Salt Rub Dying is as simple as it sounds. Leaves and salt are crushed together to free the indican. Then cloth is added to absorb the indican saturated fluids. It is removed, aired briefly, and often sent for a second dip in a new set of leaves. The leaves shrink like steamed spinach, so this process requires many many leaves. This is a fun process and works to dye hair, too, since there is little water involved.
When I started pondering this question I would recommend a Cold Fresh Leaf Bath. Graham Keenan covers it on his website, as well as other methods that we have discussed.It’s another deceptively simple process. Use cold water on a 18-25*C day to shred freshly plucked leaves in a food processor. Some folks like to add a little vinegar, claiming that it slows down the oxidation process. The leaves can be filtered or dumped whole into a bucket; although the latter causes one to work more later. A bit of scoured cotton makes an excellent filter for the leaves. Keep the water cool as protein fibre cloth is dipped into the bath and allowed to rest. Like with an indigo vat, repeated short dips are advised for darker colours. Oxidize the cloth in fresh water between dips, and once done dry it swiftly on a line.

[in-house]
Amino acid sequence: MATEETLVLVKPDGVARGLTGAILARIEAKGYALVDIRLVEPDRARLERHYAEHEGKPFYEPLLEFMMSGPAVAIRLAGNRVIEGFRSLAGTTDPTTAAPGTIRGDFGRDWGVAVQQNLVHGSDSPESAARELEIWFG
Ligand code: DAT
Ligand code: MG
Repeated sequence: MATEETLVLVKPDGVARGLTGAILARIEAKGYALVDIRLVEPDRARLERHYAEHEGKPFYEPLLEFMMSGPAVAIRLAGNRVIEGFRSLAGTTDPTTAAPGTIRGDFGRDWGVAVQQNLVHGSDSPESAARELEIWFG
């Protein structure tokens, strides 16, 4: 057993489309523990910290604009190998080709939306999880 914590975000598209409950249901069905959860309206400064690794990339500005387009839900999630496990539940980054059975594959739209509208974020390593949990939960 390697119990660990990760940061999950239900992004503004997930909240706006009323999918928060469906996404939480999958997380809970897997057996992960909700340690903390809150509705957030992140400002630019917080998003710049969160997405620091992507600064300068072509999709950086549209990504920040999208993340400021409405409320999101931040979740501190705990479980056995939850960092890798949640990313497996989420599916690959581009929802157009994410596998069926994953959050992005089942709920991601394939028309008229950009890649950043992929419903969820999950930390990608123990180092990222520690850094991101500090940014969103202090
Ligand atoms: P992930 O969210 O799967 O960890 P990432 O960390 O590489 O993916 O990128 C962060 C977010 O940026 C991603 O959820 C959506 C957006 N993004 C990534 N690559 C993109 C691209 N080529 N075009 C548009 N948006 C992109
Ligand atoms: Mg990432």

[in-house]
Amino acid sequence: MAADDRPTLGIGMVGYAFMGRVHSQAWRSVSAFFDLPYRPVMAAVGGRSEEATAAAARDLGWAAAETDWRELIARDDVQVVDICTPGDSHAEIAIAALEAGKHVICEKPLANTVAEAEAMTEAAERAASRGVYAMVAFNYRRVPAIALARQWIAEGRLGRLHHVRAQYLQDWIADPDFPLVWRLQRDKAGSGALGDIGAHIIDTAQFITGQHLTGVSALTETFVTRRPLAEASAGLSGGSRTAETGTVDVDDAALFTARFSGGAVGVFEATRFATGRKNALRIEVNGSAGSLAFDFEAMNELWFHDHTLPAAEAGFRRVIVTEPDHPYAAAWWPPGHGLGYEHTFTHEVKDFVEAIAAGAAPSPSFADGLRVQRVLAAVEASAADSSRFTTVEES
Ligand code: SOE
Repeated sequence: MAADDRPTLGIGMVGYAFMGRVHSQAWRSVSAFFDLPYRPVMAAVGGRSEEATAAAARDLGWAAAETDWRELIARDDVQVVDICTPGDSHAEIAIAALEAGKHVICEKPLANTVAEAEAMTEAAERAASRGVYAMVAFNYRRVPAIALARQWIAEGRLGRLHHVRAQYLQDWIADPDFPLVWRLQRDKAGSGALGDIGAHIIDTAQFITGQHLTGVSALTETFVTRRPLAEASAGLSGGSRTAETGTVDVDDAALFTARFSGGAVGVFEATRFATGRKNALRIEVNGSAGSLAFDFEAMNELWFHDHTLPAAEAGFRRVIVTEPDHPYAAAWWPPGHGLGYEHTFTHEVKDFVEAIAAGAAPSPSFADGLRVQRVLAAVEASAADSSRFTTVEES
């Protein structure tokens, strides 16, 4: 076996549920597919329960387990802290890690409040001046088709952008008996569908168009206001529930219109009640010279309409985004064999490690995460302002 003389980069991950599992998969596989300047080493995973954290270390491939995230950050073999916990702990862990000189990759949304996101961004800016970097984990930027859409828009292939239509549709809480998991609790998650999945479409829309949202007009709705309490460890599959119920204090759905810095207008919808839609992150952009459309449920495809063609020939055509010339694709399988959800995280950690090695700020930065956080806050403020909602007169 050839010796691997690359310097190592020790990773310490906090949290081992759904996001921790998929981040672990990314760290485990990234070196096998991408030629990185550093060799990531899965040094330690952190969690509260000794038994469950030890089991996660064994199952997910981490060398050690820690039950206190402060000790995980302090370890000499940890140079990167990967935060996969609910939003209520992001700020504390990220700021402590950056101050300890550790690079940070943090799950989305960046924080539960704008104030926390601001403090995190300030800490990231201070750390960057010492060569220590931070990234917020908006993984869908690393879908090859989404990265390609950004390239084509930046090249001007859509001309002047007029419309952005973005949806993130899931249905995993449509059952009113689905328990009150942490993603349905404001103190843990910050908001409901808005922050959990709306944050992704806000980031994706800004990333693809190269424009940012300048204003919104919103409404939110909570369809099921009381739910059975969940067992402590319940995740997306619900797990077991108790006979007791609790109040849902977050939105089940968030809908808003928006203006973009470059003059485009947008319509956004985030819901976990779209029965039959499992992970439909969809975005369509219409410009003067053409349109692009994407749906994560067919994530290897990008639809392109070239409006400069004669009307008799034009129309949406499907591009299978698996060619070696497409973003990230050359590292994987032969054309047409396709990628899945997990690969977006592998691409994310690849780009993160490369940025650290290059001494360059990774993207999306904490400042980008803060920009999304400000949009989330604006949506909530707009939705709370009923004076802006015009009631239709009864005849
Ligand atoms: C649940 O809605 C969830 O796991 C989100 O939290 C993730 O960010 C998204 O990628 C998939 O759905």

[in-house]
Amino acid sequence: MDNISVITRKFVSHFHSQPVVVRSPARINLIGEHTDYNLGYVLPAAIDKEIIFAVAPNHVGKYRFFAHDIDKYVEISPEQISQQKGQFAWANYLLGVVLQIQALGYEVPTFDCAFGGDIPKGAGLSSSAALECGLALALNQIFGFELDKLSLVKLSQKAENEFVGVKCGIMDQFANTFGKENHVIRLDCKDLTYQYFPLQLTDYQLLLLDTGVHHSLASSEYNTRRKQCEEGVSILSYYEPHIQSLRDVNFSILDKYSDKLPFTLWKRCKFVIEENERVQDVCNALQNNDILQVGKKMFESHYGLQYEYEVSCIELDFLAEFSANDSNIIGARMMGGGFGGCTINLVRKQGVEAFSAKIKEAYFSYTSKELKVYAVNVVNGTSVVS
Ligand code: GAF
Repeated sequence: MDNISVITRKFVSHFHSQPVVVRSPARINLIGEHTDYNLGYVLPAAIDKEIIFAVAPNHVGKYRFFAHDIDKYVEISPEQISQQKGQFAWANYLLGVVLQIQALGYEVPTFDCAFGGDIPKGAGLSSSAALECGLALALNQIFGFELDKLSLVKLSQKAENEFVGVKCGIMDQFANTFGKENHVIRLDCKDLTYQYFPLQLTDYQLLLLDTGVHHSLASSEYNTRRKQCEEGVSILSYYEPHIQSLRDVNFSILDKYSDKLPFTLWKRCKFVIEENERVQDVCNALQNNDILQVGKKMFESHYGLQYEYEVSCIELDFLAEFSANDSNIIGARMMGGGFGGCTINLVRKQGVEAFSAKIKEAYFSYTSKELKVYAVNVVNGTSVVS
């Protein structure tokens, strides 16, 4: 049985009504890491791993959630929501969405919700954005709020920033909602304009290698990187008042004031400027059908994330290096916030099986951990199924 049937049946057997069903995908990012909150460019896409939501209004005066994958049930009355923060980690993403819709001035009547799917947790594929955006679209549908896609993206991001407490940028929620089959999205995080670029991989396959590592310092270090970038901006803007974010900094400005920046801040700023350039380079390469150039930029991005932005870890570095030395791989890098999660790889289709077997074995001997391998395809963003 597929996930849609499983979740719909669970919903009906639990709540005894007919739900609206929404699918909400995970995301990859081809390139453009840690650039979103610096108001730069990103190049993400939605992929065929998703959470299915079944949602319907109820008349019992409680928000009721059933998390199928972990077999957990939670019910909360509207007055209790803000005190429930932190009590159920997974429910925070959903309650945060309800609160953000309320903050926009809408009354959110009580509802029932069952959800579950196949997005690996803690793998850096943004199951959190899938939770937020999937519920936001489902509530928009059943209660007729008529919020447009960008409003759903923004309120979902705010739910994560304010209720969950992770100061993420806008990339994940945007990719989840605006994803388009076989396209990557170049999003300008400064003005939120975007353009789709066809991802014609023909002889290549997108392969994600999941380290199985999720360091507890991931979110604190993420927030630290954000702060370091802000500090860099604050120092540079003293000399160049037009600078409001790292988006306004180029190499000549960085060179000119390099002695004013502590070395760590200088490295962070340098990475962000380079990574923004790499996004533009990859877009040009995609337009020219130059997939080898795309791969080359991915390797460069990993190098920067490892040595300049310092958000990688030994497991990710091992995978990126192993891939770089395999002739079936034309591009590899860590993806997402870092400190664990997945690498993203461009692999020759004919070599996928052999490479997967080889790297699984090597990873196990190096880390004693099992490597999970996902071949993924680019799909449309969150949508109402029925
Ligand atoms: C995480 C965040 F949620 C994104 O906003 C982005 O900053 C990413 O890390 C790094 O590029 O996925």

More than blue
The fresh leaves of Persicaria Tinctoria (Japanese indigo) has the opportunity to create what is called Indirubin, a reddish-purple hued pigment that will bind into silk fibre. There is not a lot of information on indirubin because it is a difficult to acquire pigment, is only available in plants, and emerges during the application process. A useful series of experiments is shown here with different pre-dye treatment methods for the cloth. I found this yesterday so I haven’t tested anything from this page. There used to be a PDF from Indigobluefields, but it has been taken down. The closest that I have gotten to using Indirubin is accidentally making my scarf a gorgeous dark blue that promptly rinsed out.